The Kamloops Art Gallery (KAG) invited the community to join an online conversation with the artists participating in Holding a line in your hand, currently at KAG, and curator Charo Neville on Wednesday, September 15 at 1 p.m. KAG said that “we are fortunate to be able to bring together Lyse Lemieux, Azadeh Elmizadeh, Rajni Perera, Colleen Heslin and Russna Kaur for a discussion on their work, this exhibition and painting in Canada today”.
Handling a line continues until September 18. The KAG is open Tuesday to Saturday from 10 a.m. to 5 p.m. and admission is free for all evacuees and anyone affected by forest fires.
Holding a Line in Hand features the work of five Canadian women painters from different cultural backgrounds, at different stages of their careers and based across the country. Their work contains divergent methodologies, but also strong affinities.
The exhibition includes works of art abundant in color, lines and textures, integrated and not cluttered with ideas. The focus on a small group of female painters offers a renewed perspective on a field historically dominated by men and reflects the growing number of female artists working in this medium today. Exploring and expropriating the idea of painting in multiple ways, these artists share a broad approach to painting. Holding a line in your hand is a testament to a resurgence of painting in Canada and an active dialogue around historical precedents and contemporary approaches.
The works in the exhibition by Azadeh Elmizadeh, Colleen Heslin, Russna Kaur, Lyse Lemieux, and Rajni Perera include large-scale dyed canvases and site-specific murals, experimental works on fabric and rope, as well as painted objects . Many works incorporate textiles as part of a conversation about their daily use, their formal possibilities, and their historically gendered associations.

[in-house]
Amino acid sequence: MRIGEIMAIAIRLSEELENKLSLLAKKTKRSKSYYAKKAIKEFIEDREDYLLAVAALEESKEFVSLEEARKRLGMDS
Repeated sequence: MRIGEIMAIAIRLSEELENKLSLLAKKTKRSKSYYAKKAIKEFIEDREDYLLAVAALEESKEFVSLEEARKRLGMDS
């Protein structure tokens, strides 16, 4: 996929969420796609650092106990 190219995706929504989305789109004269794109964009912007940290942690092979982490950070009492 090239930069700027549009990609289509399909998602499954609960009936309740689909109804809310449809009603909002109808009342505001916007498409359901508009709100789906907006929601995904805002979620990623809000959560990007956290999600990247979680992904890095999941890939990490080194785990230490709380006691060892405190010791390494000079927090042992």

Other works mix cultural tradition and storytelling, including the futures of science fiction. The title of the exhibition – Holding a line in the hand – borrows a phrase from how Lyse Lemieux described her artistic approach which, for all the artists in the exhibition, involves the body. Figures appear in much of the work, both through representation and abstraction, offering a bodily presence.
Steeped in centuries-old academic traditions, painting has long been revered as the highest art form. While artists have opposed tradition over the past 150 years, the goal of a painting, what constitutes a new painting movement and what is considered a masterpiece worthy of the canon has radically changed. Painting in Canada today defies any singular definition and can be understood through expanded practices that contribute to a broader dialogue about art.
Artists working in this medium recognize and push back the history of painting, integrate personal narrative, cultural tradition and formal convention, as well as experimental strategies. Holding a line in your hand, these five prominent women artists convey a diverse vision of painting today while sharing the vast possibilities of this long revered medium.